I hope you enjoyed last week’s book recs from the library’s student assistants! Here’s this week’s installment.
I would recommend this book to anyone, at almost any age. The Ocean at the End of the Lane by Neil Gaiman follows the retrospective journey of a child, forced into dark, dangerous situations with no adults to turn to. The little boy meets a mysterious family of women, all with the miraculous ability of driving the bad things away. As the boy’s home life steadily worsens, his only comfort rests in these women, his neighbors at the end of the lane. It’s a very dark book, but manages to be whimsical as well, and maintains a child’s perspective without sounding childish. A very short, gratifying read.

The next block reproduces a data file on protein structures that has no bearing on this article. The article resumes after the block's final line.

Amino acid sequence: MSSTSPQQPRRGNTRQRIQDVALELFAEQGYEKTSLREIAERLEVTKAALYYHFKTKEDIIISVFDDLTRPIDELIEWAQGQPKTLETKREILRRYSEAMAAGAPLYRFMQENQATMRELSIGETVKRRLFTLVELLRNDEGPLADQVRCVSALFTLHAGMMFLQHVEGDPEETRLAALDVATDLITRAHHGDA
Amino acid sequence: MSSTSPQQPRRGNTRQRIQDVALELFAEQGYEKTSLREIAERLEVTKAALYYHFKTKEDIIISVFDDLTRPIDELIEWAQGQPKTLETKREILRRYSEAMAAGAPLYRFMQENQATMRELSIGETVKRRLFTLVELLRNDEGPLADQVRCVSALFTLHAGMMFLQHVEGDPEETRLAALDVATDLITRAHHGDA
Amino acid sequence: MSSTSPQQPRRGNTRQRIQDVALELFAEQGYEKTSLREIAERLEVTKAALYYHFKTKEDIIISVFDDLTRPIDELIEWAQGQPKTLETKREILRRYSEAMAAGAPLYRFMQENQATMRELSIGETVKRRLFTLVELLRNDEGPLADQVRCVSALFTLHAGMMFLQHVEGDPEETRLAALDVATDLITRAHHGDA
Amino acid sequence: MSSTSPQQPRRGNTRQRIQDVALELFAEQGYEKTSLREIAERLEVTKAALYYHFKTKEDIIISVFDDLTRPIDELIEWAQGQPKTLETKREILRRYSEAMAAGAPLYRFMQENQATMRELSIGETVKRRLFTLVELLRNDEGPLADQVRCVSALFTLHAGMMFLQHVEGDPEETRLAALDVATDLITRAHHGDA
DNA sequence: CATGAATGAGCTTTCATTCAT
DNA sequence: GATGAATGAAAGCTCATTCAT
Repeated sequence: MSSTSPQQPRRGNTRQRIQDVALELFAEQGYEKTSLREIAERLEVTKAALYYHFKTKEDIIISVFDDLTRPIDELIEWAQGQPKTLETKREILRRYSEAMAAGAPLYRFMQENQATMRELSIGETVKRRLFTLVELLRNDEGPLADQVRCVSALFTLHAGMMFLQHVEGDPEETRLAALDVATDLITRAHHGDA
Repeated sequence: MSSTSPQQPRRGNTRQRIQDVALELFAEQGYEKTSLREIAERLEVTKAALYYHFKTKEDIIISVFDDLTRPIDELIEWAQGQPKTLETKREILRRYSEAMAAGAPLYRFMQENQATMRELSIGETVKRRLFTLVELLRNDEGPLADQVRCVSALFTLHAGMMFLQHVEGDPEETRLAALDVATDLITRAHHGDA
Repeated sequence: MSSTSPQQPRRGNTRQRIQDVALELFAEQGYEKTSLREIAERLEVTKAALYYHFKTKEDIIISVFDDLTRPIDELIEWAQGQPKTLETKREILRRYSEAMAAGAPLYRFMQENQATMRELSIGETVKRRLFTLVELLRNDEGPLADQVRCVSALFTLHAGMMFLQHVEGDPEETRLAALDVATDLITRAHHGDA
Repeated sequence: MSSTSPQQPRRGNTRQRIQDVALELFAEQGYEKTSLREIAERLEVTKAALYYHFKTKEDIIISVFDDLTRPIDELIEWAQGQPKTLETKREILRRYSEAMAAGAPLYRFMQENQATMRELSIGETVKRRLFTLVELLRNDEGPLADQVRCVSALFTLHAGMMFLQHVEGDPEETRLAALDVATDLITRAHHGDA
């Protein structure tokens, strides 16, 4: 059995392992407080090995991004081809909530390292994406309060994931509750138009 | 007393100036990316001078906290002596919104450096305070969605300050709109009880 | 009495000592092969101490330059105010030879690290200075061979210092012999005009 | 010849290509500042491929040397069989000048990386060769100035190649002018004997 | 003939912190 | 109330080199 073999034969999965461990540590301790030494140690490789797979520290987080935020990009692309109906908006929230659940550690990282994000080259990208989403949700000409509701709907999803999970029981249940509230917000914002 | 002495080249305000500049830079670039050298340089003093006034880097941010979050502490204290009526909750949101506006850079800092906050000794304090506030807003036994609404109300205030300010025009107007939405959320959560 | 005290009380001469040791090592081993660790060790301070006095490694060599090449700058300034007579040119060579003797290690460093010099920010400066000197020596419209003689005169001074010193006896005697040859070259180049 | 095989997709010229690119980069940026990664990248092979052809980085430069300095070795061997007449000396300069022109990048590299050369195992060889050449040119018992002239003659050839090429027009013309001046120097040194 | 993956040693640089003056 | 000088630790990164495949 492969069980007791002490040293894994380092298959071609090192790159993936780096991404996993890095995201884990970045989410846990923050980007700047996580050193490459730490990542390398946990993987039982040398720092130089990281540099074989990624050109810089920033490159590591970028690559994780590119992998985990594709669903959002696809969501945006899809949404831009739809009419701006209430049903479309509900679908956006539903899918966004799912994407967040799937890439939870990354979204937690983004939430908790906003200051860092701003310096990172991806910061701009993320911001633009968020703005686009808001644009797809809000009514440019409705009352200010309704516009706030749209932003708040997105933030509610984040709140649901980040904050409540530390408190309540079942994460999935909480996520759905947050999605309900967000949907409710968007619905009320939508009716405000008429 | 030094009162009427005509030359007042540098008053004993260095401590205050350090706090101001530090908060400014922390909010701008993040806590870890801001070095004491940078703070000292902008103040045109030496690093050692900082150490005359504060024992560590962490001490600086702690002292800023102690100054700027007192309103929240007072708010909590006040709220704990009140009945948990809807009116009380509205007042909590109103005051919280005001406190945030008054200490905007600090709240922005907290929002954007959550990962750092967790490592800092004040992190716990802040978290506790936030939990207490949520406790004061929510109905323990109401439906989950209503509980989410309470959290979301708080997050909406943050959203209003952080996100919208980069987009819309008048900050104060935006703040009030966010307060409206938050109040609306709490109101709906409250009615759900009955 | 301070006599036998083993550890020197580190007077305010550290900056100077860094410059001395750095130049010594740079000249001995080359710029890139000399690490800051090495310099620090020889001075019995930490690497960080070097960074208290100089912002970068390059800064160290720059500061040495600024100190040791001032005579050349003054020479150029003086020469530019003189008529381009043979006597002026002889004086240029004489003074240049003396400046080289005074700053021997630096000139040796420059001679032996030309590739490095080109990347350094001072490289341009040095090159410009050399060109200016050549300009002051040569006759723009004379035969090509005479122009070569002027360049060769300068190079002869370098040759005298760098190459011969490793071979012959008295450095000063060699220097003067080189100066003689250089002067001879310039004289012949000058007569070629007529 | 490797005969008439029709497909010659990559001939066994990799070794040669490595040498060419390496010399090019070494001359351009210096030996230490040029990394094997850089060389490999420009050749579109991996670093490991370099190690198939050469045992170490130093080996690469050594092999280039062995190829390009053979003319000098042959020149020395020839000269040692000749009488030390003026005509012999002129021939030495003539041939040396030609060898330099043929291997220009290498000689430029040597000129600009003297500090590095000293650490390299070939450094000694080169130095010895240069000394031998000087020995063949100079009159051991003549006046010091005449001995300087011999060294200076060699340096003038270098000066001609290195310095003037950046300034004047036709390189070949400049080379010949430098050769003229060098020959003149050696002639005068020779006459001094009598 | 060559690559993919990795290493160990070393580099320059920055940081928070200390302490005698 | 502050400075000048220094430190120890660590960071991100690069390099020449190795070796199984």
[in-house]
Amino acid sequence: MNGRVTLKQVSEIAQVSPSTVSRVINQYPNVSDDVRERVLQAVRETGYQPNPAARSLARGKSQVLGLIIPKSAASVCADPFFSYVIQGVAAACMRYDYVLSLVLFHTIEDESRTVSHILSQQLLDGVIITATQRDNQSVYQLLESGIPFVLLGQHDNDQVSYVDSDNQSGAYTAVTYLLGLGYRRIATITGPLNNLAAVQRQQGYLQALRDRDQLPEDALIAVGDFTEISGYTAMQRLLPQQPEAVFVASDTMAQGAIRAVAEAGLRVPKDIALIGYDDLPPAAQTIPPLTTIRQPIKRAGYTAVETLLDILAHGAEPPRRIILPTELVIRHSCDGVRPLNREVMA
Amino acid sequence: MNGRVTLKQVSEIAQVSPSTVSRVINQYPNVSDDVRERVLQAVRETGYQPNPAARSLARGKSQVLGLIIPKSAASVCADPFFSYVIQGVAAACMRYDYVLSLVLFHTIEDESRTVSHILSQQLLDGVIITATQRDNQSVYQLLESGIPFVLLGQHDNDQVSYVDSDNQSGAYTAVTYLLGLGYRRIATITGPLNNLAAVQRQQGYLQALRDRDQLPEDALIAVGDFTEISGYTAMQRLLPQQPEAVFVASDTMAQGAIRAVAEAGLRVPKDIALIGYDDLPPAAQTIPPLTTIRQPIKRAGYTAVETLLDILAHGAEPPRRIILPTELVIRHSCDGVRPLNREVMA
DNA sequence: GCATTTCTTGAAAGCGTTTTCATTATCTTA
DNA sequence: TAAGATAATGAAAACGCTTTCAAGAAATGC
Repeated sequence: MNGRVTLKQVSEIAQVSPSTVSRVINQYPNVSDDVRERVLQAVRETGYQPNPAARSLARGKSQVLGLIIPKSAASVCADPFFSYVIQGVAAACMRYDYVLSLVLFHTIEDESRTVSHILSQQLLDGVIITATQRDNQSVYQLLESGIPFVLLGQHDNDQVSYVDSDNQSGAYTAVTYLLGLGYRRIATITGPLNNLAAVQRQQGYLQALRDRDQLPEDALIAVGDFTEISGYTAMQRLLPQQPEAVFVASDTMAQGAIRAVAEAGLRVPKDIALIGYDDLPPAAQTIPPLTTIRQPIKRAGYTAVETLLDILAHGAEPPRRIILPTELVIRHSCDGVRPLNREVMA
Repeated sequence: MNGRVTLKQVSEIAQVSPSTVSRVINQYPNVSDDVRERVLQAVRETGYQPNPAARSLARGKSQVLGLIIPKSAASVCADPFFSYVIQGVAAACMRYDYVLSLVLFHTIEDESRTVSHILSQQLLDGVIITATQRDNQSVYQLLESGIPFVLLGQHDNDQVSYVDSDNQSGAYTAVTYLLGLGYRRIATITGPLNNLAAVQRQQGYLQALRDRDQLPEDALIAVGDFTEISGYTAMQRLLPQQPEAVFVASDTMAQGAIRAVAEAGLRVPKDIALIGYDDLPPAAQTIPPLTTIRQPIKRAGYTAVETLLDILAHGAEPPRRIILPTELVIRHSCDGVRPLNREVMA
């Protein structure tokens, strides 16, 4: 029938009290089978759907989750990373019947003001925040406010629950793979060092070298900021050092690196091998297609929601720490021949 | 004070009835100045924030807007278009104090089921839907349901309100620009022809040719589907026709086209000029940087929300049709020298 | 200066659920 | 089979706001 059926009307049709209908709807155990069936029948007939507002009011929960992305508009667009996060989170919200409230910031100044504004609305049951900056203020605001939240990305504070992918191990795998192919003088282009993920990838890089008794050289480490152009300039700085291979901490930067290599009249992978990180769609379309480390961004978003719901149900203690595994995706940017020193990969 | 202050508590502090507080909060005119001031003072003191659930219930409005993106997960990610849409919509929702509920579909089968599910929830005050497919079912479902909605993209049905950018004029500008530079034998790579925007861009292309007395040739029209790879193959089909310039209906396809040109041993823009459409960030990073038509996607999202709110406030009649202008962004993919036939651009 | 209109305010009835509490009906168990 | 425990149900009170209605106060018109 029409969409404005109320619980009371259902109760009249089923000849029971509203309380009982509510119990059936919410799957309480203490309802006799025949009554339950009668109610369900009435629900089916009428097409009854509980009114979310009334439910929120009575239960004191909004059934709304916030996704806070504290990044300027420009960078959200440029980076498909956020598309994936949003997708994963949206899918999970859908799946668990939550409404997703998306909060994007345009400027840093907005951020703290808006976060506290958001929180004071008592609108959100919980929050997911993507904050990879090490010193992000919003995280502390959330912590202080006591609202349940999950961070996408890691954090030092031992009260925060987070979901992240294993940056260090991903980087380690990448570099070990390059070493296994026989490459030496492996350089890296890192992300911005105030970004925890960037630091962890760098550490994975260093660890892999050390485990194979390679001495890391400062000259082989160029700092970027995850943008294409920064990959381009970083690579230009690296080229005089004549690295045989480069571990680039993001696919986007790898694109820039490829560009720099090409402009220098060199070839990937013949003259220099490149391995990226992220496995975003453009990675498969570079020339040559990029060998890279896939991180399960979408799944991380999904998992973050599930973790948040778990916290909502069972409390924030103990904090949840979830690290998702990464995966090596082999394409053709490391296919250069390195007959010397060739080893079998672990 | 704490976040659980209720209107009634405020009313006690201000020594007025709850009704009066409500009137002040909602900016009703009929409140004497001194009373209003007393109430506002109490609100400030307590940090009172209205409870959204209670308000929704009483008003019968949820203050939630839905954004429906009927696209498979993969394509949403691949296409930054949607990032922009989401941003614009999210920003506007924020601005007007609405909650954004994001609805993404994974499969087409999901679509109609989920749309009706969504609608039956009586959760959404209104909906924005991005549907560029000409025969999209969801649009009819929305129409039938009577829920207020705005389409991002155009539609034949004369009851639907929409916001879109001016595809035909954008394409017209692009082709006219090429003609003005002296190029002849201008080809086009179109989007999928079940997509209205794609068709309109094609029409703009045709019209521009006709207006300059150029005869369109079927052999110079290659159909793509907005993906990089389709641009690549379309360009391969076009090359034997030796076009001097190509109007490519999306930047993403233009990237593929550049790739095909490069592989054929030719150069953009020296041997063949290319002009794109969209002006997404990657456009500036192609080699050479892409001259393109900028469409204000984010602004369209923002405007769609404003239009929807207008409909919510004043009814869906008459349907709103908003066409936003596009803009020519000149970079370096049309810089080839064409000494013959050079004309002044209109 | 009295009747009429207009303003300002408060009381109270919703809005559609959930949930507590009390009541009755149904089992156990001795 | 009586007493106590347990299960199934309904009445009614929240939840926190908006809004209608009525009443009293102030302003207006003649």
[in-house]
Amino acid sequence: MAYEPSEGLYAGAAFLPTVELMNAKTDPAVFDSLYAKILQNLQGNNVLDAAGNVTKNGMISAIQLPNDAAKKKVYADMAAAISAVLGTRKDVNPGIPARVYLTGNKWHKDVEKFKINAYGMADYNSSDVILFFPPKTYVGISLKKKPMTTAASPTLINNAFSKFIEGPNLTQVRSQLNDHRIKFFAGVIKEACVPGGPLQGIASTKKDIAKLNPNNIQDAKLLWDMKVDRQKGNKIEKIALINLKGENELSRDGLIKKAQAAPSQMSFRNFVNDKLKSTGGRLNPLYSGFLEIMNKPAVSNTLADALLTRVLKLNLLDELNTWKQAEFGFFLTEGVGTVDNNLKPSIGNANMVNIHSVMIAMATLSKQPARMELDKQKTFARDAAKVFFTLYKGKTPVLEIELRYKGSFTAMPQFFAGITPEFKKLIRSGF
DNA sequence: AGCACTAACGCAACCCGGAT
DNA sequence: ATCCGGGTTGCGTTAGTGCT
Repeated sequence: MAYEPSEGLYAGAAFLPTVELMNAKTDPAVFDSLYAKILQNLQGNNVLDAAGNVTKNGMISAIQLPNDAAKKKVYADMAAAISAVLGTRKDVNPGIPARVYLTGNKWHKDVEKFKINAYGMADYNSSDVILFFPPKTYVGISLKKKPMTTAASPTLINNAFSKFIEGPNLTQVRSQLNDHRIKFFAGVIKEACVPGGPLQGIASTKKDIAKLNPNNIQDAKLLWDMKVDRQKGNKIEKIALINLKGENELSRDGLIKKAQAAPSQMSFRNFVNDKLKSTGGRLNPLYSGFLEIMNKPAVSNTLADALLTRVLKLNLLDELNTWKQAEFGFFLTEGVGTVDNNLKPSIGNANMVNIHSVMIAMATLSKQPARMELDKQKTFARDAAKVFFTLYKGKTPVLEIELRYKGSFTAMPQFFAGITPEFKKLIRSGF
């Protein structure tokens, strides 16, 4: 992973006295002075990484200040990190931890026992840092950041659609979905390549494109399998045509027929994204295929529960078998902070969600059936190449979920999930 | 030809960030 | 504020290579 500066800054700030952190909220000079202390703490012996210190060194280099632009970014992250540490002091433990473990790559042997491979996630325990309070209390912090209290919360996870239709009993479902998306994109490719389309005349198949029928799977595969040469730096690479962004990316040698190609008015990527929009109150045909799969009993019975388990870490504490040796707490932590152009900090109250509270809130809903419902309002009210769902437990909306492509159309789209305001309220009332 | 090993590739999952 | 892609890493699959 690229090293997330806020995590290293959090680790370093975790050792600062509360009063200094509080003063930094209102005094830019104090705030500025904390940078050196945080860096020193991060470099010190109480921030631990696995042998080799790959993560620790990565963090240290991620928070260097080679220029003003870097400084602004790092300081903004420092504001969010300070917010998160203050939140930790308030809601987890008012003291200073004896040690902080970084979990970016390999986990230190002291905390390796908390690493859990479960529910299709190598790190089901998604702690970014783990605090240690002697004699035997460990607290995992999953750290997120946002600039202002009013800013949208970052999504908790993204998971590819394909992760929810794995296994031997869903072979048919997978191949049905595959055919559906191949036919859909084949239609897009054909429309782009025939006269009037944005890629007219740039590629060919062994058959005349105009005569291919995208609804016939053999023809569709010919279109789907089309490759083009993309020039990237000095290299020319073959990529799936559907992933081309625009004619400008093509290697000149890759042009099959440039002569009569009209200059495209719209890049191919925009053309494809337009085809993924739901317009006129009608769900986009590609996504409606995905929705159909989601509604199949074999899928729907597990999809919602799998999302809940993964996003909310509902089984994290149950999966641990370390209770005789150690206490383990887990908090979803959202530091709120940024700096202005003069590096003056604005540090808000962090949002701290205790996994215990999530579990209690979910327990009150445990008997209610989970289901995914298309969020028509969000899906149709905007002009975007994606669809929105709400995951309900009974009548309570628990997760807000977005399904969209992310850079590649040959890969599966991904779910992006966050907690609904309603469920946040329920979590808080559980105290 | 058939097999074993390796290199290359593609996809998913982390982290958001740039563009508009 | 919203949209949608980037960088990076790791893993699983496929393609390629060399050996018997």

The Help by Kathryn Stockett was an amazing read. The novel talked about black domestic servants working in white Southern homes in the 1960s. It focused on the racial differences between blacks and whites during this time and how they were intensely segregated in society. Although the novel was an easy read since it was not dense, the story line was very interesting. It focused on one particular character named Miss Skeeter, who was a white woman. However, she was different than the other white women in the book. She worked much harder and completed many of the duties that were reserved for black servants of the time. The story goes on to follow Miss Skeeter’s writing endeavors and the reader ultimately sees Miss Skeeter become an effective advocate of the equal treatment of blacks in her local society.